1) Arab and Muslim leaders completely agreed with President Ahmadinejad, and in this case there is nothing they wanted to add or take away.
2) They may not completely agree with the Iranian President, but they felt compelled to side with him, either because of some sort of Islamic solidarity or simply because of their immediate interests in the region.
In an era of humane and technical development, anti-Semitism, bigotry and racism should have no place in the world. Therefore, in this particular case, silence was far from being the right answer.
However, there was a country that did respond. The response came only after few days of silence, but better late than never. The Saudi Ambassador to the United States, a former head of foreign intelligence, declared that the Holocaust was a "horrific genocide" and, "as far as Saudi Arabia is concerned, that's an historical fact, you cannot deny that, and people should move forward from that.”
The reaction of Prince Turki al-Faisal was largely ignored by media, but it is of particular interest given Saudi Arabia’s decades-old enmity toward the Jews and Israel. The ambassador’s balanced remark does not annul the extreme anti-Semitic sermons preached by some of the Saudi clerics in the Kingdom and outside it, but it is a public stance worthy of being remembered.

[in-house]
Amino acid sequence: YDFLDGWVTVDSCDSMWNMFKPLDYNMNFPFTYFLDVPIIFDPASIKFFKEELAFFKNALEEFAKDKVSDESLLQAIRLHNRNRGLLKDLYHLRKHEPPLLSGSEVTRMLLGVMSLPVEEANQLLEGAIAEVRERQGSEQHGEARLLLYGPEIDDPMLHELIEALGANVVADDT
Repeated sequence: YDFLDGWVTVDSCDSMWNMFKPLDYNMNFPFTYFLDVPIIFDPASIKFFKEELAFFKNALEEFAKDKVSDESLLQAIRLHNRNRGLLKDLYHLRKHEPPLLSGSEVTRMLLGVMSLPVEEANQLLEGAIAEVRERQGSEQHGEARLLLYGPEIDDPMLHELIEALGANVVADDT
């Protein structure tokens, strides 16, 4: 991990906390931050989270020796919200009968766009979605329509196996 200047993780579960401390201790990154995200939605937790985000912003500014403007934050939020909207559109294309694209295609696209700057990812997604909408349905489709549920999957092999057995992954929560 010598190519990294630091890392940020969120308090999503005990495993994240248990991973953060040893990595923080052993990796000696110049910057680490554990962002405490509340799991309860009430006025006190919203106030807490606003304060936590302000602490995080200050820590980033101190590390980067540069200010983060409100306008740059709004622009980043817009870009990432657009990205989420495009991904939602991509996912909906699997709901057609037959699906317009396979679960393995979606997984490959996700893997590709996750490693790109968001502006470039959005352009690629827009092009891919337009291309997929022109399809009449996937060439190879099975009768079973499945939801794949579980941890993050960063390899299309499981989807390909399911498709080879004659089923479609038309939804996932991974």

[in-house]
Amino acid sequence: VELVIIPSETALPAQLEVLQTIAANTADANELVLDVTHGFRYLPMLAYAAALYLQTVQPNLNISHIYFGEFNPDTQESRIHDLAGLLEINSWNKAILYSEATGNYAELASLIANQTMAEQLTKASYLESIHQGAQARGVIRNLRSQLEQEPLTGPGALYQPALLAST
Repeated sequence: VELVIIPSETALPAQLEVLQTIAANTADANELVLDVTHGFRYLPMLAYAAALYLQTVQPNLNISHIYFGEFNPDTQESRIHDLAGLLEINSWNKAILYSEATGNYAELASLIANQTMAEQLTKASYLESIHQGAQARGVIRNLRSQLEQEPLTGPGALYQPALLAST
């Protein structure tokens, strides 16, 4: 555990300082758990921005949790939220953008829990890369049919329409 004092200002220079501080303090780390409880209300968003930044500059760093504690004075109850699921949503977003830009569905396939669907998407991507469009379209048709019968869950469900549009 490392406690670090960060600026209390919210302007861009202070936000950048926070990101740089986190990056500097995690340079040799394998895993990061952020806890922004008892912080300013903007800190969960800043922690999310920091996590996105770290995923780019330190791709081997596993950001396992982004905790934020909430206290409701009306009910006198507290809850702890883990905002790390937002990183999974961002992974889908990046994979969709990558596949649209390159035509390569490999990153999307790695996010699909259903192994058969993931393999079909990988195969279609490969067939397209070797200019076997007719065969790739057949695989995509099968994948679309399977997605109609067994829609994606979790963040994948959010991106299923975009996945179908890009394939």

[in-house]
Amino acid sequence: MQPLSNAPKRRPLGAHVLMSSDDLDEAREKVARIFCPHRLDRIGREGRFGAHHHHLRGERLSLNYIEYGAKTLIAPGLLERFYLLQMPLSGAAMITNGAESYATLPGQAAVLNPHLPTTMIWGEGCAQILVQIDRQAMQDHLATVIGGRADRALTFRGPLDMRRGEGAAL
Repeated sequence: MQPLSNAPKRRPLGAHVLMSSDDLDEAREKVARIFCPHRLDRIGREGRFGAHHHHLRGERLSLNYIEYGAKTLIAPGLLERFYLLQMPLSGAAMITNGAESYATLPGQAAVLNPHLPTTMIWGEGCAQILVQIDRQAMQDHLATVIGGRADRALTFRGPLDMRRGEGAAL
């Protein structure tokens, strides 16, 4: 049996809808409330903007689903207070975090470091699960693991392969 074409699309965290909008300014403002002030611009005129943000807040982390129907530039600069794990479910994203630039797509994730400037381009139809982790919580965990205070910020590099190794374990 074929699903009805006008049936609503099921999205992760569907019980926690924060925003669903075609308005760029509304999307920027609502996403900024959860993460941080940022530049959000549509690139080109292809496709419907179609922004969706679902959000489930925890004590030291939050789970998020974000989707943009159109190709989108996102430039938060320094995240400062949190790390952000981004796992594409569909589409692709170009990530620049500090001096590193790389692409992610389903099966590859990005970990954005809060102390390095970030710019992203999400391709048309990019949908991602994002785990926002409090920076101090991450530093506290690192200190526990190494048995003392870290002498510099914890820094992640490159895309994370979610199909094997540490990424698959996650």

At a time when Iran is in need of internal reformation and modernization, Ahmadinejad lacks the answers to solving the problems and instead attracts public sympathy through his radical rhetoric against the United States and Israel. Surely, President Ahmadinejad voiced what he believes. In this respect, his words can be seriously taken as such. What still remains blurry is whether this chain of declarations will lead to precise actions against US interests in the region and against the very existence of Israel or if they were solely intended for internal consumption. It is crucial to make sure we have got the right message before taking any action against Iran.